slot. Bradley Fletcher is probably fine on the other side, but next up is
Curtis Marsh, who coaches have hardly left on the field since he was drafted in
2011. It’s hard to say how high on the wishlist this is exactly with four names
penciled in already – the team cancelled a pre-draft meeting with Dee Milliner
for what it’s worth – yet they could also use a mid-round caliber athlete to develop
at the very least.
4. Outside Linebacker
The front office mitigated some of the immediacy to develop
an outside linebacker with the addition of Connor Barwin, a free agent who can
rush the passer and drop into coverage. Out of Trent Cole, Brandon Graham, and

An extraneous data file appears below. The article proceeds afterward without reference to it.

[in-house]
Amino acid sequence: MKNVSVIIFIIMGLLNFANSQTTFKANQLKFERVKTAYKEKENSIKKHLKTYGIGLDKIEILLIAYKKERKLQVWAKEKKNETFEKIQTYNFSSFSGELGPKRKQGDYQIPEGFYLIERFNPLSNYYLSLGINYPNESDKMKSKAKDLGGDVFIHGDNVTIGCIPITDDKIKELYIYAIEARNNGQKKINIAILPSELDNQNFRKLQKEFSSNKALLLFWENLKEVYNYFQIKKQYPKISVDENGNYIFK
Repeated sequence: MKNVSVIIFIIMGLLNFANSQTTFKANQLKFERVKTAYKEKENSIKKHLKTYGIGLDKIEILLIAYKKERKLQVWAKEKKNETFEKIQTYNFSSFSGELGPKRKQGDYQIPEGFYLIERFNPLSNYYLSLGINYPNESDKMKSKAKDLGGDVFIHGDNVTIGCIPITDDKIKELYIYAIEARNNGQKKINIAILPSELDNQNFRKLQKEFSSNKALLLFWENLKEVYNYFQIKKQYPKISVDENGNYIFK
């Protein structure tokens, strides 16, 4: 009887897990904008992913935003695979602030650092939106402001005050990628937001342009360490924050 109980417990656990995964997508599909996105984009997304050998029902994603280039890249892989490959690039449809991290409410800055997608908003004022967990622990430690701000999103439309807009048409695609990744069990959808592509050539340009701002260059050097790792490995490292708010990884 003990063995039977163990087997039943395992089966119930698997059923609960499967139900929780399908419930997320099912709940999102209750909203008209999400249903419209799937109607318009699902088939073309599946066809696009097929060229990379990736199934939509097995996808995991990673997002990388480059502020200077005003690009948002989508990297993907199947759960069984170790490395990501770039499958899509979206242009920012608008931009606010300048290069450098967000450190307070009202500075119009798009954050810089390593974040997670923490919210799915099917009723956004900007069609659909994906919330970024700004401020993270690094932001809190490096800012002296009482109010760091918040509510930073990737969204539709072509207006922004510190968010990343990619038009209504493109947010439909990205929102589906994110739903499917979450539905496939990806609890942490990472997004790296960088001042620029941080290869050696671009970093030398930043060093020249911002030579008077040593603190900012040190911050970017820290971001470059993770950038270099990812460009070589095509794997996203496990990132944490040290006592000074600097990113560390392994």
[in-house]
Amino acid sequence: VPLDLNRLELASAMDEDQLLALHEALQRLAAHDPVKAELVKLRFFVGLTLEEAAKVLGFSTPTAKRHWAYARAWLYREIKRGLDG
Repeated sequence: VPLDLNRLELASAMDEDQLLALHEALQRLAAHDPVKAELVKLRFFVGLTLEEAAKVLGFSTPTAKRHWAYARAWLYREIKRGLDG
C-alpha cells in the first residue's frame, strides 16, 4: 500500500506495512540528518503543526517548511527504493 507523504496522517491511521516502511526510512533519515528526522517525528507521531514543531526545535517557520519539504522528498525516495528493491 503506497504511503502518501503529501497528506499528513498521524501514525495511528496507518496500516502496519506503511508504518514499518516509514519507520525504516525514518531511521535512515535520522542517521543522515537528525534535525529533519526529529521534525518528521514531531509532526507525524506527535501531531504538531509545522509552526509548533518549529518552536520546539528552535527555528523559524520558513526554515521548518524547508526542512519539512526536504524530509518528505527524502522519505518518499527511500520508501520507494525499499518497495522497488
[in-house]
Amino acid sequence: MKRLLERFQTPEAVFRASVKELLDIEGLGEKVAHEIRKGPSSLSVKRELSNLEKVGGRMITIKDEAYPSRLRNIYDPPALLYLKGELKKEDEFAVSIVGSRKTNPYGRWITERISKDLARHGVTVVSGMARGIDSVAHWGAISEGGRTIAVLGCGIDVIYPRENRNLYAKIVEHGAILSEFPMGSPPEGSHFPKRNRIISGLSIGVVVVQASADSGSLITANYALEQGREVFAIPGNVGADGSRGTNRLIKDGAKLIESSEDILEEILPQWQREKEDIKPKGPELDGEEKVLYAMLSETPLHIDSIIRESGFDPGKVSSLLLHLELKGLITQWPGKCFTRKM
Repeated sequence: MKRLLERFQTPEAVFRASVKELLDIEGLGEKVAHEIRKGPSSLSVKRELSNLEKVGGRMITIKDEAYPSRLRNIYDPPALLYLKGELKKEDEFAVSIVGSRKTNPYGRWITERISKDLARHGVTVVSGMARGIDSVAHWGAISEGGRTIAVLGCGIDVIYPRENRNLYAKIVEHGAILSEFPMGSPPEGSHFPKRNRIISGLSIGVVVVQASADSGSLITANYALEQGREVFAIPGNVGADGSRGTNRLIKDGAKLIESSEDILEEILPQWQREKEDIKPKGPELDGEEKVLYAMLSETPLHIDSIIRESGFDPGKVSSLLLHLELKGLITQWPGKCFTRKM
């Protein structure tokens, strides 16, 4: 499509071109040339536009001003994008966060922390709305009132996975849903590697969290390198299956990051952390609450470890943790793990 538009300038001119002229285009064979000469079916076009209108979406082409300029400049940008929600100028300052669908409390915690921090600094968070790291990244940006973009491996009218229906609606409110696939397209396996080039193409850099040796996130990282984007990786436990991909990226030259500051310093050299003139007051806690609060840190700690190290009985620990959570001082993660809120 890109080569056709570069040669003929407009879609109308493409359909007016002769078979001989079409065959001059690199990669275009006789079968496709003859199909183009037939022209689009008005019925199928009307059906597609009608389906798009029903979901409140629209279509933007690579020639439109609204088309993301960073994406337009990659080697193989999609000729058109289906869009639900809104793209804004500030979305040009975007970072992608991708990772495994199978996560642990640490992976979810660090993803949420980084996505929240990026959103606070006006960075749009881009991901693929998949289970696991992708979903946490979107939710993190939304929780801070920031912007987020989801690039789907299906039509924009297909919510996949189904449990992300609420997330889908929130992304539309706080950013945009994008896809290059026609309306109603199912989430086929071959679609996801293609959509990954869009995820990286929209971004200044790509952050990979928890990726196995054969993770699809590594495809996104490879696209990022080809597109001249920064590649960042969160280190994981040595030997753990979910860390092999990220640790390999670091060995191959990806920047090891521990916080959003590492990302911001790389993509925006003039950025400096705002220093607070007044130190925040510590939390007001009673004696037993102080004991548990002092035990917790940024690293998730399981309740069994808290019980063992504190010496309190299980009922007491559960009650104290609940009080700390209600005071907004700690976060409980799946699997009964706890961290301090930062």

Vinny Curry though, not one of them is guaranteed to fit in a 3-4 – although defensive coordinator Billy Davis is also familiar with hybrid alignments that
would protect those converted defensive ends from dropping into coverage much. Regardless, a defense can never have too many pass rushers, so don’t rule out
Oregon’s Dion Jordan at number four, either.
3. Offensive Line
This unit will improve significantly simply by returning to
full health. That said, Jason Peters is 31 and coming off an Achilles injury, while one apparent hole remains on the right side. Were the Birds to select a tackle at the
fourth pick, that player could potentially start at right from day one (Eric Fisher, Lane
Johnson) – allowing Todd Herremans to move back inside – and eventually take
over for Peters. Even if the front office isn’t looking that far down the road